During the semester that I studied abroad over my spring break , a group of friends and I went on a week long trip to Italy that consisted of visits to Milan, Florence, Pisa, and Rome. It was a quick whirlwind of a trip that allowed for half days in Milan and Pisa, 2 days in Florence, and 3 in Rome. This was my first time off of the Iberian Peninsula during the semester, as I had taken a long weekend to Lisbon, Portugal. Spending the most time in Rome, allowed me to truly experience The Eternal City. While I enjoyed all my experiences in Rome, there were a few that stood out in my mind as the best things I did there:
If I have one guilty pleasure, it’s ice cream/frozen yogurt/gelato. Italy was unfortunately the wrong place to go if I was planning on trying to control my sweet tooth. Luckily though, the excessive amount of walking counteracted the mass amounts of gelato I consumed. I ate about 3 servings of gelato per day. My favorite flavor was espresso, but that didn’t stop me from sampling nearly every flavor. A helpful tip is that there are gelato stands and stores all over Rome, but many of them serve fake gelato. Trust me, you want to eat the real stuff. The real gelato will not have a neon green pistachio flavor, but rather a earth-toned, natural tinted green color. Make sure to buy the real stuff. It tastes much better. Everyone will have their own favorite, “must-try” gelato place, and while I enjoyed many places if you happen to be near the Trevi Fountain, take a quick jaunt over to Il Gelato di San Crispino. It’s well worth it.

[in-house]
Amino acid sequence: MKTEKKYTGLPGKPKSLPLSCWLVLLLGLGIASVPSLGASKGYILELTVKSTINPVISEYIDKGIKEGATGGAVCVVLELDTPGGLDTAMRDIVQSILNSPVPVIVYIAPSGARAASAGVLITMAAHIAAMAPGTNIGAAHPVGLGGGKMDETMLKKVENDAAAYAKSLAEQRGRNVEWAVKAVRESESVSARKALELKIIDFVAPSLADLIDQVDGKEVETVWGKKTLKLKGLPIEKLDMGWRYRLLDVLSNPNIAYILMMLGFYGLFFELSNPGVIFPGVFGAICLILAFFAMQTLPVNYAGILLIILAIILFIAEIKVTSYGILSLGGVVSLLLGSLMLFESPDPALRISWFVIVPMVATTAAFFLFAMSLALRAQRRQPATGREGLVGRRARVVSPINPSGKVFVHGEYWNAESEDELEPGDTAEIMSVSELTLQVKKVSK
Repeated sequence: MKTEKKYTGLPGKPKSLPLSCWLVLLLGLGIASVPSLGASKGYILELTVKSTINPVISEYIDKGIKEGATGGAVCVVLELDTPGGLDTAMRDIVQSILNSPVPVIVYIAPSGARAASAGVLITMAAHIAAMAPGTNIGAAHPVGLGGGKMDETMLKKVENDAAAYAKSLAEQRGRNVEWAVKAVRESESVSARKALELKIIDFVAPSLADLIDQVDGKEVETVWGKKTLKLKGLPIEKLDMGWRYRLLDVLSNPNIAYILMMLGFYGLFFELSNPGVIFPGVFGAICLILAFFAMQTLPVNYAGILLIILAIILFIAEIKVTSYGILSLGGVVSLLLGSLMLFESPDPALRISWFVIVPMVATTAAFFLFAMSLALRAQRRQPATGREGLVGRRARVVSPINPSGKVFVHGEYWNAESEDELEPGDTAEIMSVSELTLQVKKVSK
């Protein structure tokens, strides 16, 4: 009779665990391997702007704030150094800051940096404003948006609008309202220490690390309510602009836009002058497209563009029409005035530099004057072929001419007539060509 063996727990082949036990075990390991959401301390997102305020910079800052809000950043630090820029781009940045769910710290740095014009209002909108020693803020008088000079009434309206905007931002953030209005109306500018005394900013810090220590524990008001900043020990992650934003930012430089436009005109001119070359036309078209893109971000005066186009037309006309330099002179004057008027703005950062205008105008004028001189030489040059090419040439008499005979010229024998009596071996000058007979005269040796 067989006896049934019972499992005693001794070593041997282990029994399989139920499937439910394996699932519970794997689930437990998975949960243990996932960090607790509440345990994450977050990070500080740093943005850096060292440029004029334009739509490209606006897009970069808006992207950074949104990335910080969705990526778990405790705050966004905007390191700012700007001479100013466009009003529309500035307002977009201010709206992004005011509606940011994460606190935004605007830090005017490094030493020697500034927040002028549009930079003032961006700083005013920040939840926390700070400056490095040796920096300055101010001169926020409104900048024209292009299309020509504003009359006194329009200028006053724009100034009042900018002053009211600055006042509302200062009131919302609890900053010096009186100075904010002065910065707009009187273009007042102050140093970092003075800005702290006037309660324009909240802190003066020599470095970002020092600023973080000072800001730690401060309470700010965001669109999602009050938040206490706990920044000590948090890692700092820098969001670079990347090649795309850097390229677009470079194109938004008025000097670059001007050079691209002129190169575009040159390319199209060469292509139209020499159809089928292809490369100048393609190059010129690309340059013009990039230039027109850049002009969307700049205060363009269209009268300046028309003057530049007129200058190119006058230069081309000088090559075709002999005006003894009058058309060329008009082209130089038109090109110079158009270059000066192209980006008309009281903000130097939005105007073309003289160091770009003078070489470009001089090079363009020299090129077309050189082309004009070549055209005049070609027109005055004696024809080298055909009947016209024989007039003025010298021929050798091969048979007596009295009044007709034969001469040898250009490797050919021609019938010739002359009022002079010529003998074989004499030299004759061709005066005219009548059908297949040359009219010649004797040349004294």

2. Trevi Fountain
Standing in the middle of the Trevi district in Rome is the impressively large and detailed Trevi Fountain. There were tons of people, mostly tourists all lining up to snap their photos in front of the fountain with its azure blue waters, and most were flipping a coin over their shoulder while making a wish. An important side note is that all the coins thrown into the fountain are scooped out and donated to help a local supermarket for those in need. Aside from essentially “donating,” the Trevi fountain provided me with a good place to people watch and drink some wine from a box that I had been carrying around in my backpack.
3. Wandering the winding streets of Rome
The tight and winding streets of Rome provided an escape for me. Yes, I was in a world-class city that was bustling at every turn, but exploring these small twisting streets that always seemed to spill me out into a piazza gave me a sense for the original feel of Rome, without cars and traffic. It was a calming retreat from the bustle of the rest of the city, and especially the tourist sites.